“I recently retired from my job in corporate America because I didn't feel I was living my life to the fullest,” says Karla Baptiste, a speaker and author from DeSoto, TX. “That part of my life had become mundane and life is too short for monotony. Now, I have more time to write books, do speaking engagements, and pursue health advocacy.”

Rock climbing women high fiving each other

Don't Be Afraid…of Anything

That’s the advice Baptiste offers others. “Fear weakens the immune system. Power, love, and a sound mind are ours to possess. Fear is a choice," she says. "When I was diagnosed with stage 4 breast cancer, I was afraid because there is no stage 5. I hadn't heard of anyone surviving stage 4. Then I realized that I could live several years with bone metastasis and I was not going to cheat myself of a good life—however long it would be—by being tormented every day by fear. That's no way to live and it's bad for your health.”

Since then, Baptiste has been more adventurous than ever. “I’m living my life to the fullest. I even went rock climbing, which is something I never thought I could do. I do a lot of traveling as well. I celebrated my 10-year survivor-versary in Paris. I went to my father's birthplace of St. Vincent and the Grenadines, West Indies, for carnival. I don't let grass grow under my feet.”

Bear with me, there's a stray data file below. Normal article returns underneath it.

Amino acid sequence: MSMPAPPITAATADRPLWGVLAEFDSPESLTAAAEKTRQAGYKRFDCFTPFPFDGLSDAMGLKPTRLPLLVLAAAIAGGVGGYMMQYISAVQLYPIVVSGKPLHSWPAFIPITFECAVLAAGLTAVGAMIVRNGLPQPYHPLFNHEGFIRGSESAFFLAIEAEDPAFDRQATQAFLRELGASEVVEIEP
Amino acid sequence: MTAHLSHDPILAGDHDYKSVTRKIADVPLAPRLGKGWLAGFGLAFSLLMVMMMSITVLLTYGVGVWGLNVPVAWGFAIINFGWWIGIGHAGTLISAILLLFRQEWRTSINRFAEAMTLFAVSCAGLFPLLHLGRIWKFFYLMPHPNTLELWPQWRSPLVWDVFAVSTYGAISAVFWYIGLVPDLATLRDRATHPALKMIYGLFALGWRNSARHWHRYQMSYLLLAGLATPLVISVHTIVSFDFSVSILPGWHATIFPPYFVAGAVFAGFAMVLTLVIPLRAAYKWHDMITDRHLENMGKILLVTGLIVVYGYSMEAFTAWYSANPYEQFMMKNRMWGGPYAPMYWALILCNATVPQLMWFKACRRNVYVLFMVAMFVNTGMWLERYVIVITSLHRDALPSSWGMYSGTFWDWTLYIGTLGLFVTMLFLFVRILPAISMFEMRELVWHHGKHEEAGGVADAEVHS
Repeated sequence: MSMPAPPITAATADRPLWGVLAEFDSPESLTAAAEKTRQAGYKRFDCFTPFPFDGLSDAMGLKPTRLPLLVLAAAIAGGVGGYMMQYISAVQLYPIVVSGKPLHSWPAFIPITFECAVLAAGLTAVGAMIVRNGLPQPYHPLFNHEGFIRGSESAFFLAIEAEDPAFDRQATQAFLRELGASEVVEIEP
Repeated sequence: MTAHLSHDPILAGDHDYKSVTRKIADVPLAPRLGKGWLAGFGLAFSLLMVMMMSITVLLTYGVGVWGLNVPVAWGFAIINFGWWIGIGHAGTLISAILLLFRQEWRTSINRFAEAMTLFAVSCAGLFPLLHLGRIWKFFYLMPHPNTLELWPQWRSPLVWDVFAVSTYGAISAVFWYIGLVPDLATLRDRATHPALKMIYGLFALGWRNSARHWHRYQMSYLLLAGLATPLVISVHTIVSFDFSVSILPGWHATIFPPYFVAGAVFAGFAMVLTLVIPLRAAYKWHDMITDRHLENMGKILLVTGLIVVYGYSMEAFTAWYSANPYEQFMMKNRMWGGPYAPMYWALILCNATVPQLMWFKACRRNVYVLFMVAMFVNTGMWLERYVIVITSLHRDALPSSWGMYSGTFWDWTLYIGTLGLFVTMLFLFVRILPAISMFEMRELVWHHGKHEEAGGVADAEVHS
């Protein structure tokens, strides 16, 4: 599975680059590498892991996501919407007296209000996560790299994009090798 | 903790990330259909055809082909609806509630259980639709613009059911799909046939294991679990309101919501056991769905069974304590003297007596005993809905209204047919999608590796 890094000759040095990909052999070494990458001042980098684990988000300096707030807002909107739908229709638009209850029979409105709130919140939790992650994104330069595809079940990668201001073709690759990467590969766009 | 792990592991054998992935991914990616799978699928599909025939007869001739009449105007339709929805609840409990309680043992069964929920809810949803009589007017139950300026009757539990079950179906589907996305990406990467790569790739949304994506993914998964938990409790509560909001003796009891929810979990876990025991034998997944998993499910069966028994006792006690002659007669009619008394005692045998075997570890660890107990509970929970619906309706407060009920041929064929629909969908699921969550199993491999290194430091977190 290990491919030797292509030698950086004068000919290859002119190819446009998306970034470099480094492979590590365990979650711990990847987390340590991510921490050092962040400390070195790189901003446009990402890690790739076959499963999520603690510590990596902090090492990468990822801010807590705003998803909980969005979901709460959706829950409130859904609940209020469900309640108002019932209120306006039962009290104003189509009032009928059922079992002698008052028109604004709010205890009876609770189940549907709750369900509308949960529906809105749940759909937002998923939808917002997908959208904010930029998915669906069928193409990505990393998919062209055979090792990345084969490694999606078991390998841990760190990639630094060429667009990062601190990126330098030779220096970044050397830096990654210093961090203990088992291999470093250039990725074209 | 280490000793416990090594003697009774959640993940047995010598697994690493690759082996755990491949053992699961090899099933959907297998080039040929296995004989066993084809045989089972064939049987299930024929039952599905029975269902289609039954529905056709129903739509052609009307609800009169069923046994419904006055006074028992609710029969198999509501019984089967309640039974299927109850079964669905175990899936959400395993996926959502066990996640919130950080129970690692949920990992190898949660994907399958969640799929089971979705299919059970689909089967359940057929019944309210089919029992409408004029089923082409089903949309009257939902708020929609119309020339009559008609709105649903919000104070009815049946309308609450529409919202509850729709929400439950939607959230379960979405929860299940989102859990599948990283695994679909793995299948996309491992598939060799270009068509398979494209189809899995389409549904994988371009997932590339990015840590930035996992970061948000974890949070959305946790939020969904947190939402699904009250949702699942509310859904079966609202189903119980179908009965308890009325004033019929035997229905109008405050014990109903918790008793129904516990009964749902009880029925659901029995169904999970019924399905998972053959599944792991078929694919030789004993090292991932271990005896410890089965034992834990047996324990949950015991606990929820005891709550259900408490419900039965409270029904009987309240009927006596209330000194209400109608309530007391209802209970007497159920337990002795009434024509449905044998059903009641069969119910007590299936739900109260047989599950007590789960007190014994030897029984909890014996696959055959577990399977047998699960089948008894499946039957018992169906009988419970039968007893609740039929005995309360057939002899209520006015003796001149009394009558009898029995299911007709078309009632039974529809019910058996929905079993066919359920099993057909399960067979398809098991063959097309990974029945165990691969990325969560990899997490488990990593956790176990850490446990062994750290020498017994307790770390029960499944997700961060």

Kelly Shanahan
Courtesy of subject

Be an Agent for Change

Kelly Shanahan, had to retire as an OB/GYN due to her metastatic cancer and related neuropathy from treatments, but the South Lake Tahoe, CA, resident found new purpose in advocacy. “I am able to use the skills I honed over 25 years as a practicing physician to disseminate information from conferences and scientific journals to the MBC community, serve as a bridge between scientists/clinicians and patients, and work to make clinical trials more accessible to patients.”

Women laughing together

Find Your People